Shauna Niequist is a bookworm, a beach bum, an enthusiastic home cook and a passionate gatherer of people. She is the author of Present Over Perfect, and you can connect with her online at ShaunaNiequist.com.
Three years ago, I stared at the ceiling of a hotel room in Dallas, exhausted. I said to myself, “If anyone wants to live this life I’ve created for myself, they’re more than welcome to try. But I’m done. I need a new way of living.”
I was 36 years old. Aaron and I had been married for 11 years, and we had two boys—a one-year-old and a six-year-old. I was finishing a book, longer than previous ones I’d written, and with recipes this time, which meant that during the weekdays I was writing essays, and in the evenings I tested recipes over and over. On the weekends, often I was traveling, speaking at conferences, retreats, and churches.
In many ways, I loved this life—loved my husband, adored my kids, was so thankful to be a writer. But it’s like I was pulling a little red wagon, and as I pulled it along, I filled it so full that I could hardly keep pulling. That red wagon was my life, and the weight of pulling it was destroying me.
I may not have known it fully then, but after three years of deep reflection, I know it fully now, and I need to let you in on something: You don’t have to sacrifice your spirit, your joy, your soul, your family, your marriage on the altar of ministry.
Just because you have the capacity to do something doesn’t mean you have to do it.
The twin undercurrents of being a woman and being a Christian is sort of a set-up for getting off track with this stuff—women are raised to give and give and give, to pour themselves out indiscriminately and tirelessly. And Christians, or some anyway, are raised to ignore their own bodies, their own pain, their own screaming souls, on behalf of the other, the kingdom, the church
It has been tremendously helpful to think of myself as a part of the kingdom, a part of the church. I am not building the kingdom if that work is destroying this member of that kingdom. If you burned down your garden in order to make more room to host and feed your friends, you would find yourself shortsighted the next time you wanted to feed the people you loved, right?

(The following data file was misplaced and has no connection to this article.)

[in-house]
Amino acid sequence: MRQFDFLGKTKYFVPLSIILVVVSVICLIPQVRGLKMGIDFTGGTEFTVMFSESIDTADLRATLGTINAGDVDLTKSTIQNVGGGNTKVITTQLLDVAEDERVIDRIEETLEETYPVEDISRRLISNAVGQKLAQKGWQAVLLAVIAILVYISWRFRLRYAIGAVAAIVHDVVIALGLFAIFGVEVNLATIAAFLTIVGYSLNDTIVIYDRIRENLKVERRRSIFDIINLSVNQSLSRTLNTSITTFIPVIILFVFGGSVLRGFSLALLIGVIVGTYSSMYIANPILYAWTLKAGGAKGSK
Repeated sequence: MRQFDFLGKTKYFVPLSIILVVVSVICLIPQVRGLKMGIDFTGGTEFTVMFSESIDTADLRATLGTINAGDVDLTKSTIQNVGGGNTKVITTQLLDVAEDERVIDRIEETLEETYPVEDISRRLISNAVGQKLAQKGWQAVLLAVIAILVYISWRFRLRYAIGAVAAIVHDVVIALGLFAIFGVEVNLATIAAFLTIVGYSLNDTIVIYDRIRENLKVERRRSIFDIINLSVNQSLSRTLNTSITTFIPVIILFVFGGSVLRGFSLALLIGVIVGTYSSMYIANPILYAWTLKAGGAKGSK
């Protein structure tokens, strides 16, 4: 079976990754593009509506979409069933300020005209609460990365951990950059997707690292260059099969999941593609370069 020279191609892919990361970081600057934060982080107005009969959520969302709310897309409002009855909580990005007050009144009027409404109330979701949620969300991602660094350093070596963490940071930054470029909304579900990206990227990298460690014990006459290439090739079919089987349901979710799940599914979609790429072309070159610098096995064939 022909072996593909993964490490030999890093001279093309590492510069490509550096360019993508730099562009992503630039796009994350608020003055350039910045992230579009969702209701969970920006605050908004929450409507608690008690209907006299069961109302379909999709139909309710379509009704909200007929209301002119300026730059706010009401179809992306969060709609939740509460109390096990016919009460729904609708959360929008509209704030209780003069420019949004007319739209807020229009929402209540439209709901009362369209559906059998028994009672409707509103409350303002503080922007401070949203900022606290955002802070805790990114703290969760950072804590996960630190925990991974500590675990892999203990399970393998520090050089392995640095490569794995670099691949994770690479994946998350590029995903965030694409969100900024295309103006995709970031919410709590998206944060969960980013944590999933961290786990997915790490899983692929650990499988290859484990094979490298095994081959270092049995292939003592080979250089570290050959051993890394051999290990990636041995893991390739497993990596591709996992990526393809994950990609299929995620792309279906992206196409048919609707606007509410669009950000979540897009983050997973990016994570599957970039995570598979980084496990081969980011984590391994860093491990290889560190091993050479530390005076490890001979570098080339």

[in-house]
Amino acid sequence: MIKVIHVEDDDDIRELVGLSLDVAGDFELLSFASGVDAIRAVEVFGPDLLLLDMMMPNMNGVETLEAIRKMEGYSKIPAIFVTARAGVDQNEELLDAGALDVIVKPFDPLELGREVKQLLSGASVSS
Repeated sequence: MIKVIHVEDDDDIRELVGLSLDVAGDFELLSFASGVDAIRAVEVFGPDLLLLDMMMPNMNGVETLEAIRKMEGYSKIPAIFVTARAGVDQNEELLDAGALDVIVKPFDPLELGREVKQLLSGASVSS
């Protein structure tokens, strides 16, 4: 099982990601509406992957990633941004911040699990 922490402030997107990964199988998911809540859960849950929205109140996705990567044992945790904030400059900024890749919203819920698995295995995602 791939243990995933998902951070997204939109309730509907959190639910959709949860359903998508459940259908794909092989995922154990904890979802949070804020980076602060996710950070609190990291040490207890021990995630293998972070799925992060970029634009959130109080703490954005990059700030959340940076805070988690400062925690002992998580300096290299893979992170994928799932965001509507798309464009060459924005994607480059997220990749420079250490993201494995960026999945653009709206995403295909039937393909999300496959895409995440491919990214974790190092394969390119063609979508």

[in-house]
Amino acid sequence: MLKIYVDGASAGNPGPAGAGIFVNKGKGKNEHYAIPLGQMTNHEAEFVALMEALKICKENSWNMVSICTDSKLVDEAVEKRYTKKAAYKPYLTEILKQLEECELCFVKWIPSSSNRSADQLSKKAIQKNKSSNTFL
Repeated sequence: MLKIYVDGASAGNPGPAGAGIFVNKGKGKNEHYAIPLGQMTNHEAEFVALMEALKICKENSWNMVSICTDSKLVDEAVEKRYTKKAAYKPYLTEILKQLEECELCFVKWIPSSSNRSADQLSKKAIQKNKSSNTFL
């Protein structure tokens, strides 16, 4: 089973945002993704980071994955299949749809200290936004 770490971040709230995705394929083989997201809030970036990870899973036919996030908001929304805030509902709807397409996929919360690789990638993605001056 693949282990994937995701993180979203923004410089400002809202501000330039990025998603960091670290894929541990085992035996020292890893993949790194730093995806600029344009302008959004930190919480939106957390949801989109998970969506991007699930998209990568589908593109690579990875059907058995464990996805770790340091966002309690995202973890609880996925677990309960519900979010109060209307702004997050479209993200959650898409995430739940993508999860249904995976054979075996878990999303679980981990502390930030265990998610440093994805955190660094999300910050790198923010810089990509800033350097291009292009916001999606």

I set myself aflame as often as necessary, whatever it took to keep going, to build, to help; but I’m learning slowly that wholeness prevails.
As I sit now, the sound of the waves and the boat engines in the distance, the fishermen drifting by the peninsula, the flaking paint on the Adirondack chair on which I sit, I hardly recognize the woman I was for those years, and I breathe a prayer of gratitude for this new way of living. I have been saved, and I feel all the vigor of a zealot, a recent convert.
Burnout is not reserved for the rich or the famous or the profoundly successful. It’s happening to so many of us, people across all kinds of careers and lifestyles.
If you’re tired, you’re tired, no matter what. If the life you’ve crafted for yourself is too heavy, it’s too heavy, no matter if the people on either side of you are carrying more or less. You don’t have to have a public life or a particularly busy life in order to be terribly, dangerously depleted. You just have to buy into the idea that your feelings and body and spirit aren’t worth listening to, and believe the myth that busyness or achievement or both will take away the pain.
And if you, like me, have also internalized some twisted-up theology that this healing and restoration that Jesus offers are not for you, that you’re a server in this great restaurant, a crew member aboard this lovely ship, then you are destined to exhaust yourself, tugging on the bootstraps of your soul, lifting something that was never meant to be carried alone.